By David and Sharon Parrish
Source: Texas Parks and Wildlife GIS Lab
There are male and female plants, the male has two to five stamens surrounded by hairy bracts, while the female has yellow-green flowers with one two-lobed stigma. These are generally the first flowers to appear in the landscape blooming from late January to March.
Source: Joseph A. Marcus, Lady Bird Johnson Wildflower Center
Downy Forestiera attracts bees and butterflies. When the female develops fruits, which are blue-black in color and fleshy, birds and small animals rely on these drupes as a food source. This shrub is also the host of the larval Hairstreak butterflies and is a nectar source for bees. There are two planted in the Butterfly Garden at Hagerman National Wildlife Refuge.
Source: City of Austin, Texas
The Downy Forestiera is a rapidly growing plant and can reach fifteen feet tall and wide. The shrub tolerates many soil types and responds well in sun or partial shade. Once established, the plant can adapt to heat or drought. This plant can be pruned into a dense shrub or small tree with drooping branches of deciduous leaves.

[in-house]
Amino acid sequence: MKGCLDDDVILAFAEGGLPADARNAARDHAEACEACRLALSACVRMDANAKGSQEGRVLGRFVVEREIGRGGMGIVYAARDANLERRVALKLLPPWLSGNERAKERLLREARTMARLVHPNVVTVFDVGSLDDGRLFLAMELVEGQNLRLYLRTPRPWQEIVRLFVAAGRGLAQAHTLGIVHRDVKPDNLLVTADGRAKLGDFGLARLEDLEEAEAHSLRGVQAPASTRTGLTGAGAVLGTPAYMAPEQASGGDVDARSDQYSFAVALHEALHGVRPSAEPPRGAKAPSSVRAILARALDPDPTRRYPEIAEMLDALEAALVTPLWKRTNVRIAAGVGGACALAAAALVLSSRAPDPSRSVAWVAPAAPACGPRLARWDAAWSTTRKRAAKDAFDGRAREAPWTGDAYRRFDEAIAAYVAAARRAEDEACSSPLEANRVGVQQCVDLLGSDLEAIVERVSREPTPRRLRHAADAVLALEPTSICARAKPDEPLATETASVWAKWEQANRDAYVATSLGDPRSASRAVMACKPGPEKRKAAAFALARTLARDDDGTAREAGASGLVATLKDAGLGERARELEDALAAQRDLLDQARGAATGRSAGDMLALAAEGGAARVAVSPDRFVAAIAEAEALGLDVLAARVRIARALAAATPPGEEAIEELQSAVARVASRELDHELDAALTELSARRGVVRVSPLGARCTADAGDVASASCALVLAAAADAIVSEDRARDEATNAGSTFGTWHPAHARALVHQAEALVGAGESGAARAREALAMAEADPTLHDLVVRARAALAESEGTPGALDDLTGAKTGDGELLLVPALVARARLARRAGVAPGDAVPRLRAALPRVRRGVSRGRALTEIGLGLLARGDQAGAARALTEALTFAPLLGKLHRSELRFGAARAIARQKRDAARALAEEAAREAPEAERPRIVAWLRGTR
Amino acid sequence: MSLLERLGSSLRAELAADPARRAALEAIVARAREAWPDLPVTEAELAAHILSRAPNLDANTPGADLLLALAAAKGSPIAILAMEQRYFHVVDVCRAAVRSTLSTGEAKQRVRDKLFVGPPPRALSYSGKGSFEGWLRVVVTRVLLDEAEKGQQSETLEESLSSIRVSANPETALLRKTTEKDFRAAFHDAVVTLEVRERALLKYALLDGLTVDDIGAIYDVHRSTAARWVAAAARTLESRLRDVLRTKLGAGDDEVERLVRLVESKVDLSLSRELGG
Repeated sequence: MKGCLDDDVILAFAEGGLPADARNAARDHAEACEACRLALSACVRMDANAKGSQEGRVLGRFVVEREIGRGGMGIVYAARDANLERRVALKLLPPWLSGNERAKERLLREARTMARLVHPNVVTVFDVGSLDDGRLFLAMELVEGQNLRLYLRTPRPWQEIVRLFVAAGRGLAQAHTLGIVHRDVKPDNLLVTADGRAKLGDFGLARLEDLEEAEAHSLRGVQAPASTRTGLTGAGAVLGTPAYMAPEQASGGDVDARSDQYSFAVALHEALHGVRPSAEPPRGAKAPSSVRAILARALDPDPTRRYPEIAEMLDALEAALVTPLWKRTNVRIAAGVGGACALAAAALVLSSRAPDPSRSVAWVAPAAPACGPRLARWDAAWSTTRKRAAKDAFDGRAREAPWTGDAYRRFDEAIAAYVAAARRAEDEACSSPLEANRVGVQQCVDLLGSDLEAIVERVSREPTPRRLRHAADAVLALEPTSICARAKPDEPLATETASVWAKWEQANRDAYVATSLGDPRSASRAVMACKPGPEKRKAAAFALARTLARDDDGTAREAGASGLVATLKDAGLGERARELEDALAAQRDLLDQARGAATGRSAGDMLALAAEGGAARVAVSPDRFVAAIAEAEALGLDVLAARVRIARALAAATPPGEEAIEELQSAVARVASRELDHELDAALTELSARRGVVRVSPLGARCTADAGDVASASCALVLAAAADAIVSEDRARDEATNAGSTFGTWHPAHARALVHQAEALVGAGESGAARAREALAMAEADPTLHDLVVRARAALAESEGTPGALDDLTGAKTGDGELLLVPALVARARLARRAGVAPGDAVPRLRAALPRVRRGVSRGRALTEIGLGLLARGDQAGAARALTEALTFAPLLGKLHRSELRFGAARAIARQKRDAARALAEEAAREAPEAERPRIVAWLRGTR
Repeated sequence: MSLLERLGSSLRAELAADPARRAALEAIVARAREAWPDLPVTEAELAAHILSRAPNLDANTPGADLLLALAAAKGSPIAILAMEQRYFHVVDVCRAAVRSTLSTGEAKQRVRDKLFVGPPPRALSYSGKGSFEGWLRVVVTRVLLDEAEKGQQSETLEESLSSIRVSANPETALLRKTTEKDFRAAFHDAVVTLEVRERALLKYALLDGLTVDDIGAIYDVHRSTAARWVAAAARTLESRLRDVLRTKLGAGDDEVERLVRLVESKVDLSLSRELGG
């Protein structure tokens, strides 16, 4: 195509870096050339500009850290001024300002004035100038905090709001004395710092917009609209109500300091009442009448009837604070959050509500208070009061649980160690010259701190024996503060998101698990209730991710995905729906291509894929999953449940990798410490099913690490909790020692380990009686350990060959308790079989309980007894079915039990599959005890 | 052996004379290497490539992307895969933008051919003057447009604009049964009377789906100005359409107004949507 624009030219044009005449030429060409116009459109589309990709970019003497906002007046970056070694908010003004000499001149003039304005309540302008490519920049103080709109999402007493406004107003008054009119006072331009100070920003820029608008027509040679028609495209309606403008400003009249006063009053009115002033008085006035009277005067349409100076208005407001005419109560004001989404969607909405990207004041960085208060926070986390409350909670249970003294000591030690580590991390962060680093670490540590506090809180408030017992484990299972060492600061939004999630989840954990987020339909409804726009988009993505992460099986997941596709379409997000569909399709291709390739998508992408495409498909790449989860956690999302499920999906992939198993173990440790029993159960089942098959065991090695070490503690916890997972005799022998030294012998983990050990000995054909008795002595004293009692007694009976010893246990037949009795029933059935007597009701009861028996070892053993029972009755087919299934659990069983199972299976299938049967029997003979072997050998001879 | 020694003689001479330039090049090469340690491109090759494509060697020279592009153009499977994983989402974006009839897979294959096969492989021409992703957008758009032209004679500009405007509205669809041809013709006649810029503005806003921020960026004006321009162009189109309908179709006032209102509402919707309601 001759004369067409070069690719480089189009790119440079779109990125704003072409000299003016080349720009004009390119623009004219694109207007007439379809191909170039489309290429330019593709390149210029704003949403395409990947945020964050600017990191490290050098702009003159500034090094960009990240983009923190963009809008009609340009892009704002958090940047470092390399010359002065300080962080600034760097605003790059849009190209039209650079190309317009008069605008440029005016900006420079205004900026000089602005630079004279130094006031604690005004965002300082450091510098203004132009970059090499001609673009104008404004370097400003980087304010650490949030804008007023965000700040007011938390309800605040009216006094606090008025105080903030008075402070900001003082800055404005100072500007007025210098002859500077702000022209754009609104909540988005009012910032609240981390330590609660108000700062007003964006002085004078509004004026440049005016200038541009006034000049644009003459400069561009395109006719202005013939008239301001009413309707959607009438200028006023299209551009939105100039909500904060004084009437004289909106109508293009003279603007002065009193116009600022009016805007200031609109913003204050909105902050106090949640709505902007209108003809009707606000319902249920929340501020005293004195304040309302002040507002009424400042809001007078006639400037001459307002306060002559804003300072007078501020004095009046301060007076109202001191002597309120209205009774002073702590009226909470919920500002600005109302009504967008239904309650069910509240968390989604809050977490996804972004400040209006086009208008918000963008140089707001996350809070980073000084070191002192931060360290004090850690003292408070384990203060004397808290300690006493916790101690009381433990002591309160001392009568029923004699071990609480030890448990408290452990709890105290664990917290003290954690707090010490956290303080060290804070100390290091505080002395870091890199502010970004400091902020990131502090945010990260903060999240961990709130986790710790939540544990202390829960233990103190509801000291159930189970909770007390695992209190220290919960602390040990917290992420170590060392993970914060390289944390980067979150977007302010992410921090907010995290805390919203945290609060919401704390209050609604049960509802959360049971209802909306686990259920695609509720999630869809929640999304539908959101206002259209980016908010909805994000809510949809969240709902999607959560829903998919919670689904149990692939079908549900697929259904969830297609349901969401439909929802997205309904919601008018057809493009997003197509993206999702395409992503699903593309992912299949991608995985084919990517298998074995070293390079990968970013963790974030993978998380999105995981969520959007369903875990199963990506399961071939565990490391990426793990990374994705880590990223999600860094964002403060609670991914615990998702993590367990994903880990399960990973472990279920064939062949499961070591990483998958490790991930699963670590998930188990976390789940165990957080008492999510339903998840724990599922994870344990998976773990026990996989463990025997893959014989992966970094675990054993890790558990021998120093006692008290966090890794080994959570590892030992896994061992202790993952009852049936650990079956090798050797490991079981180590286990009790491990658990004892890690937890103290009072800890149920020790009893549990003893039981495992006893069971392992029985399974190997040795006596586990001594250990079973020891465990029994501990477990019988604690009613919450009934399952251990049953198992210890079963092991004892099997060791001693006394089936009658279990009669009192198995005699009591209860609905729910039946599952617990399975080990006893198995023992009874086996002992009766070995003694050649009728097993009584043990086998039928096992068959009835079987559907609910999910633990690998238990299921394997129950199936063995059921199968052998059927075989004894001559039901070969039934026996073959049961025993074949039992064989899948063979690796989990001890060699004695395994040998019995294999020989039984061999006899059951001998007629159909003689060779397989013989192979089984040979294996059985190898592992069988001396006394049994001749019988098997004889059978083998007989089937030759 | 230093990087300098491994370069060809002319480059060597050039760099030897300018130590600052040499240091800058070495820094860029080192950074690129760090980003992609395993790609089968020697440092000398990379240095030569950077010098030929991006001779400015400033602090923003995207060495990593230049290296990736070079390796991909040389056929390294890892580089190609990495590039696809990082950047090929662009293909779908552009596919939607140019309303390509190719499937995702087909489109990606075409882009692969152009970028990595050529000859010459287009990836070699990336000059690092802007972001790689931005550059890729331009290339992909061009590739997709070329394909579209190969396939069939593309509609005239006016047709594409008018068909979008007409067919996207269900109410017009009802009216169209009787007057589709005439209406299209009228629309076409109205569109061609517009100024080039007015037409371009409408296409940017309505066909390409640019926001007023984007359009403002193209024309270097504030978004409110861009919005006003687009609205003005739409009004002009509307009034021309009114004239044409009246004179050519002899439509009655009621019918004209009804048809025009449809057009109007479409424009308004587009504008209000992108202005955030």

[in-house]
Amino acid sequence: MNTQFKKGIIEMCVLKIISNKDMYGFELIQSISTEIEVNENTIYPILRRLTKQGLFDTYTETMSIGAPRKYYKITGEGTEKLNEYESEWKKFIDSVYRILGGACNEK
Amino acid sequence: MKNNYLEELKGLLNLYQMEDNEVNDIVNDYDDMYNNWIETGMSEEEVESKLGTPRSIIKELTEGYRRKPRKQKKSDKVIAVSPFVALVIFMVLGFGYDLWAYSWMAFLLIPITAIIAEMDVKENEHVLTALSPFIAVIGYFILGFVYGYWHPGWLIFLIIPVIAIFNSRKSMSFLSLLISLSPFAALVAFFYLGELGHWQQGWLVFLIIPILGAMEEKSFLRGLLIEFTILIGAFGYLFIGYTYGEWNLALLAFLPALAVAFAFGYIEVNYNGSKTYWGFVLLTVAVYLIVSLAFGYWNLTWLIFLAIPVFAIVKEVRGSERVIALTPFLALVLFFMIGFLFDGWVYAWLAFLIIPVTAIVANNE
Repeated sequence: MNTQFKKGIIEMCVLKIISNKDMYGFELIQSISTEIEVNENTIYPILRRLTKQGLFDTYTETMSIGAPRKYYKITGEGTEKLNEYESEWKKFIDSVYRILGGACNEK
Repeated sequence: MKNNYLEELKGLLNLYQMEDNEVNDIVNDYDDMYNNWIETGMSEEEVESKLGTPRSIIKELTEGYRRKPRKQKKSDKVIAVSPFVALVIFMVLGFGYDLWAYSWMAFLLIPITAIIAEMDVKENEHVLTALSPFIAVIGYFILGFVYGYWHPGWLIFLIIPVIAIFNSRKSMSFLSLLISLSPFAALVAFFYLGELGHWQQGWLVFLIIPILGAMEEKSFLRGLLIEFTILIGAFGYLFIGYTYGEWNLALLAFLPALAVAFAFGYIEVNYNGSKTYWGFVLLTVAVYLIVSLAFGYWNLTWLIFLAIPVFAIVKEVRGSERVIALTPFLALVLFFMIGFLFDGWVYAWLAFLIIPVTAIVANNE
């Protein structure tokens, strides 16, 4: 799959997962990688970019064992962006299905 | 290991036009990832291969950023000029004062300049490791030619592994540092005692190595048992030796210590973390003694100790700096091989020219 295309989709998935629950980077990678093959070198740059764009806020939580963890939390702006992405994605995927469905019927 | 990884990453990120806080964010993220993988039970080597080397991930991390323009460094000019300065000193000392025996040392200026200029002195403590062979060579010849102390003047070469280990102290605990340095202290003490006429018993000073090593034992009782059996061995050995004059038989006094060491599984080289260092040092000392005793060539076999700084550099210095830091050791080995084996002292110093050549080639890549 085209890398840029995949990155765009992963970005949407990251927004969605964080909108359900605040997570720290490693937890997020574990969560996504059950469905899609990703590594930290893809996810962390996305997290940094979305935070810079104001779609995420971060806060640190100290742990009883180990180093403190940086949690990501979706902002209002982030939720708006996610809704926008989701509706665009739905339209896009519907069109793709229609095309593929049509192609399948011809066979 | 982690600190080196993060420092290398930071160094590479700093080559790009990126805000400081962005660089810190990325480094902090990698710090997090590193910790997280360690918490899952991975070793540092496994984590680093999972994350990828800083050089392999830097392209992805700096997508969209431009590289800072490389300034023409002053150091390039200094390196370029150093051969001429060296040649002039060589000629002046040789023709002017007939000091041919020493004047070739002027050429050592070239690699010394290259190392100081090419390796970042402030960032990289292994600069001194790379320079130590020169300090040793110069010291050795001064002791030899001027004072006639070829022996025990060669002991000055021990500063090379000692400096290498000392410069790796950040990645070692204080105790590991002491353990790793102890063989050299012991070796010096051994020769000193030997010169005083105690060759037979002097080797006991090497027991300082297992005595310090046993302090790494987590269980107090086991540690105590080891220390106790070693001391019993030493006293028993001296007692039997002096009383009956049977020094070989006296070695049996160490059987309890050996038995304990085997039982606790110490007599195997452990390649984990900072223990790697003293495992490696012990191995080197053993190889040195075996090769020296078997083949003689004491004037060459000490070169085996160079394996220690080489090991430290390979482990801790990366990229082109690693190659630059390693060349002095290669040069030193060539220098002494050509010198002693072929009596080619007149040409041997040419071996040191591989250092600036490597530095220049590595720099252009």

Source: University of Texas, Austin
Friends of Hagerman National Wildlife Refuge, Butterfly Garden Plant Pages
Delene Tull and George Oxford Miller, 1991, Field Guide to Wildflowers, Trees and Shrubs of Texas
Lady Bird Johnson Wildflower Center website, https://www.wildflower.org/gallery/result.php?id_image=12350
Texas AgriLife, Texas Elbow-bush, Downy Forestiera, Spring Herald, Texas Forsythia, Spring Goldenglow, Tanglewood, Devil's Elbow, Chaparral, http://aggie-horticulture.tamu.edu/ornamentals/nativeshrubs/forestierapubescen.htm
Texas SmartScape™, Elbow Bush, http://www.txsmartscape.com/plant-search/plant-details.php?plant=947